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Alpine regions show potential but are at risk

The Greina plateau in canton Graubünden could be part of a new national park Keystone

Regions in the Swiss Alps could increase their development potential but some will not be able to survive without direct support continuing, according to a study.

This content was published on September 28, 2006 - 18:55

Researchers are therefore asking for open debate on whether some of the remoter areas should face up to inhabitants leaving them completely.

The findings come from a national research programme of the Swiss National Science Foundation entitled "Landscapes and Habitats of the Alps" published on Thursday.

The programme, which has been looking into how to exploit the potential of Alpine areas, aims to find out what revenues these areas can generate and what their future prospects are.

Researchers say the outlook is "very bleak" for regions that are remote from built-up areas and without competitive tourist attractions.

"There is not much hope for the fringe of the fringe."

They comment that the regions will remain heavily dependent on financial support from the rest of the country and without that aid, people will leave them.

The researchers argue that debate has to be "without taboos" among all those concerned.

Solidarity

"The importance of solidarity is, when all is said and done, a value judgement and a political decision."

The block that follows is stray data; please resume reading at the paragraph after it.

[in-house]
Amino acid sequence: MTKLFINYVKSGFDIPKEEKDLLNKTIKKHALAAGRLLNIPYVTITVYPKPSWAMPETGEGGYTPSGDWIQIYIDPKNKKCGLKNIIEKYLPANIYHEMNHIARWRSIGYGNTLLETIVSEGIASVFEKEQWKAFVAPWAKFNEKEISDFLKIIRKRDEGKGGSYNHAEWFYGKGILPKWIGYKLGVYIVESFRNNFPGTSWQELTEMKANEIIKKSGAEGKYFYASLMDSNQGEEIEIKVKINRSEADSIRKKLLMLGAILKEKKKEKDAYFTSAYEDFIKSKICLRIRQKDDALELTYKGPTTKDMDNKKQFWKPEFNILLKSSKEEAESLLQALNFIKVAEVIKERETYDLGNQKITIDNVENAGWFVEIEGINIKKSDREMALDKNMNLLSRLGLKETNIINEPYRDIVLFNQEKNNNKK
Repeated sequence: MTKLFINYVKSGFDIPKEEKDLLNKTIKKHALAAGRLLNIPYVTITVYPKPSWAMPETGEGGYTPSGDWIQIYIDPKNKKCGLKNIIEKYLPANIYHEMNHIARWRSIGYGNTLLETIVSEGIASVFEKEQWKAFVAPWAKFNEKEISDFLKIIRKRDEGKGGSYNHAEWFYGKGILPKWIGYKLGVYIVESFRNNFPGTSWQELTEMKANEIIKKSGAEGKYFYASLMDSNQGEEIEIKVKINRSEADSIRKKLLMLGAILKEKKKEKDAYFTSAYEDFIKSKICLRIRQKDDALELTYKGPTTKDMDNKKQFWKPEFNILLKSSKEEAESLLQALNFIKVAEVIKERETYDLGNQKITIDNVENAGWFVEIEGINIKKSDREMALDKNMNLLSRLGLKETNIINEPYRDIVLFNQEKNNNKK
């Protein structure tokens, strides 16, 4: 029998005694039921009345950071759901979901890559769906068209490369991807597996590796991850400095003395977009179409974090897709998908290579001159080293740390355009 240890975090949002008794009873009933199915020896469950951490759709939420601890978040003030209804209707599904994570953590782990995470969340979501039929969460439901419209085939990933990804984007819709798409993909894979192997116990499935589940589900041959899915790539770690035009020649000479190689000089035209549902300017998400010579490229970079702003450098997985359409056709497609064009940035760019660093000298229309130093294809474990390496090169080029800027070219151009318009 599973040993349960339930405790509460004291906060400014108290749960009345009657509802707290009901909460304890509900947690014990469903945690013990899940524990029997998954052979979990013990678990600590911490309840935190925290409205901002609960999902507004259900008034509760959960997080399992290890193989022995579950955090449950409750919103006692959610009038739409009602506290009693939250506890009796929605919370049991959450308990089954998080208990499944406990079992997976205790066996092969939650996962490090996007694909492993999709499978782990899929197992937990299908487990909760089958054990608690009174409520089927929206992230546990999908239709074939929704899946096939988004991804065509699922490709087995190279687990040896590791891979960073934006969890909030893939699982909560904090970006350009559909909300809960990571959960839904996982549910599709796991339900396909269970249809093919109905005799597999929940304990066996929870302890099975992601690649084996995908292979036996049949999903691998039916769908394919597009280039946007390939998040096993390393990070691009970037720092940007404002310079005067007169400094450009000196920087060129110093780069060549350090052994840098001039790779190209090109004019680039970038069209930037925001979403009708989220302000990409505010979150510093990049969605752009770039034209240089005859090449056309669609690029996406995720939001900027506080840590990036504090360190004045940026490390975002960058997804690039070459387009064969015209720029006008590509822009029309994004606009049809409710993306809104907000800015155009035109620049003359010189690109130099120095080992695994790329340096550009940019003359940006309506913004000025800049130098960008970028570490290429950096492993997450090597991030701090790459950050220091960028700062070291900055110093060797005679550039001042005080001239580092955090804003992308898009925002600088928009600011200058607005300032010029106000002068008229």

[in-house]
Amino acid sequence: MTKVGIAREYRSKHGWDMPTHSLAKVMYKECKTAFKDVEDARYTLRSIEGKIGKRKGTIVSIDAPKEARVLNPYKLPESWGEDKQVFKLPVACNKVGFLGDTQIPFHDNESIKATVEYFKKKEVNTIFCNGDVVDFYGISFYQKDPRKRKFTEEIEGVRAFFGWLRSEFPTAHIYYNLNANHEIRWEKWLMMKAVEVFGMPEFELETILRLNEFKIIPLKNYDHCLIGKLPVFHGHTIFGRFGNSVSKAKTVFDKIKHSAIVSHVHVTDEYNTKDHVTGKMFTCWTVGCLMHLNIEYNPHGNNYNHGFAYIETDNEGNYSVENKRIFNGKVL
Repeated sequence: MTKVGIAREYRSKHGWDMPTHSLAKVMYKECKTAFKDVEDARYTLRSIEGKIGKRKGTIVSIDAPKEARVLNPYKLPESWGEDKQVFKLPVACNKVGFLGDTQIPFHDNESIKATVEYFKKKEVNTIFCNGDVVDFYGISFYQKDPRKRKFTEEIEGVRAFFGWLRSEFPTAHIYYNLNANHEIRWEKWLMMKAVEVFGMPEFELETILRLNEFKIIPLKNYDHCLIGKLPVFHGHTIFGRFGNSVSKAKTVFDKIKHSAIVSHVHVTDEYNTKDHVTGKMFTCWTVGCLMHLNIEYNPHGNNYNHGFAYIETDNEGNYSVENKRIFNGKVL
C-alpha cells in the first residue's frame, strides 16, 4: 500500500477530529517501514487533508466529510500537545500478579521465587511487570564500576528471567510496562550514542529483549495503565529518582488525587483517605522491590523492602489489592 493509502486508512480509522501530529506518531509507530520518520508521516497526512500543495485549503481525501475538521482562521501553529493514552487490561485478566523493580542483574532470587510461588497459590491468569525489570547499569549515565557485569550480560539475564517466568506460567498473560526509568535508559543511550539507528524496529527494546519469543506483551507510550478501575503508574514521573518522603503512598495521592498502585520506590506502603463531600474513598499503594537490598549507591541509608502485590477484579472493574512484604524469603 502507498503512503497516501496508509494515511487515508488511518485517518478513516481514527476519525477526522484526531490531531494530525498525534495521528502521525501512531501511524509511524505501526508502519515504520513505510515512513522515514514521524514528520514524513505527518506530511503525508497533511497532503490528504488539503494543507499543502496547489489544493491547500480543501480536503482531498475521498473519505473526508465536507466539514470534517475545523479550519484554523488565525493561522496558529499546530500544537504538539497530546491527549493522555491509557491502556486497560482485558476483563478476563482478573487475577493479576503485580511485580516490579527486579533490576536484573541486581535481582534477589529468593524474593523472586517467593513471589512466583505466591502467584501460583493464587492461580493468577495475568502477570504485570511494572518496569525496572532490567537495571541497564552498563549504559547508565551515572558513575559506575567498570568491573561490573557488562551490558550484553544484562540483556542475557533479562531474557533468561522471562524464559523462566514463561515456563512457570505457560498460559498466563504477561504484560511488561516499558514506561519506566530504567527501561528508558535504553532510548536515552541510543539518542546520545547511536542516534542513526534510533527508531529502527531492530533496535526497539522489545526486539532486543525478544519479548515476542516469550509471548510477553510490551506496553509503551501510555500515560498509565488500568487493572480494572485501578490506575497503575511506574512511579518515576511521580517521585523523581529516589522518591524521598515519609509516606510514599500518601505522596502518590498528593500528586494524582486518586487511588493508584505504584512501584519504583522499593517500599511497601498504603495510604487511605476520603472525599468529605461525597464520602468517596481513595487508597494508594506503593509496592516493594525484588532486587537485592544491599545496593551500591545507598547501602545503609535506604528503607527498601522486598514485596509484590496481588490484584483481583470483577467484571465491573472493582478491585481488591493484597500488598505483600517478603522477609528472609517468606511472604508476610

According to the study, subsidies and other payments amount to an annual SFr3,300 ($2,644.30) per head of the population in alpine regions. Even with this support, their income is 21 per cent below that of the rest of the country.

But it finds there are opportunities in mountain regions in tourism, in the use of renewable energies and in a more intensive marketing of local products. It notes that a combination of natural resources and tourism services could lead to success.

New nature parks could also have a positive effect on the alpine regions if traditional uses were combined with new offers. Opportunities of development could also be increased by the use of regional labels.

But the authors of the study are sceptical about the chances for agriculture. They say that although farming can play an important contribution towards an attractive landscape, its potential for bringing in revenue is small.

And they feel that as a result of this, forests in alpine areas will continue to spread.

swissinfo with agencies

Landscapes and Habitats of the Alps

The national research programme aims to acquire the knowledge on goals needed for a socially desired, economically acceptable and politically feasible landscape development.

Requirements and standards for a sustainable landscape development should be analysed and possible approaches in the relevant political fields and scopes of actions should be elaborated.

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